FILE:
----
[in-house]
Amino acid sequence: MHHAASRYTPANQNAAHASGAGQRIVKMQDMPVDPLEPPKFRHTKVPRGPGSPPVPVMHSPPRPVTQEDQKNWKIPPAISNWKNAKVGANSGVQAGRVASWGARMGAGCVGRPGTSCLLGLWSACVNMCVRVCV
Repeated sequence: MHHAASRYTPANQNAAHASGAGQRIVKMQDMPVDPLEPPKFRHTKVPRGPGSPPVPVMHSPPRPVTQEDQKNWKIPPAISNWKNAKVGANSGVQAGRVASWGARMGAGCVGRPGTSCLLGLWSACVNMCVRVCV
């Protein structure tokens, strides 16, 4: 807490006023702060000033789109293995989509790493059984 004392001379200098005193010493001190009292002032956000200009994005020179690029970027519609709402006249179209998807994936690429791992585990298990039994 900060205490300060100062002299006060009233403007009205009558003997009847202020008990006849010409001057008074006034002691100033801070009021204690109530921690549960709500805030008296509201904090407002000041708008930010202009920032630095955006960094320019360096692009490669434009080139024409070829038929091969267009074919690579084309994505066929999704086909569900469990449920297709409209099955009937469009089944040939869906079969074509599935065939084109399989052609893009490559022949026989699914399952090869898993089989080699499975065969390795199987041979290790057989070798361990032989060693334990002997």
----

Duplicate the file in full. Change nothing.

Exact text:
[in-house]
Amino acid sequence: MHHAASRYTPANQNAAHASGAGQRIVKMQDMPVDPLEPPKFRHTKVPRGPGSPPVPVMHSPPRPVTQEDQKNWKIPPAISNWKNAKVGANSGVQAGRVASWGARMGAGCVGRPGTSCLLGLWSACVNMCVRVCV
Repeated sequence: MHHAASRYTPANQNAAHASGAGQRIVKMQDMPVDPLEPPKFRHTKVPRGPGSPPVPVMHSPPRPVTQEDQKNWKIPPAISNWKNAKVGANSGVQAGRVASWGARMGAGCVGRPGTSCLLGLWSACVNMCVRVCV
């Protein structure tokens, strides 16, 4: 807490006023702060000033789109293995989509790493059984 004392001379200098005193010493001190009292002032956000200009994005020179690029970027519609709402006249179209998807994936690429791992585990298990039994 900060205490300060100062002299006060009233403007009205009558003997009847202020008990006849010409001057008074006034002691100033801070009021204690109530921690549960709500805030008296509201904090407002000041708008930010202009920032630095955006960094320019360096692009490669434009080139024409070829038929091969267009074919690579084309994505066929999704086909569900469990449920297709409209099955009937469009089944040939869906079969074509599935065939084109399989052609893009490559022949026989699914399952090869898993089989080699499975065969390795199987041979290790057989070798361990032989060693334990002997």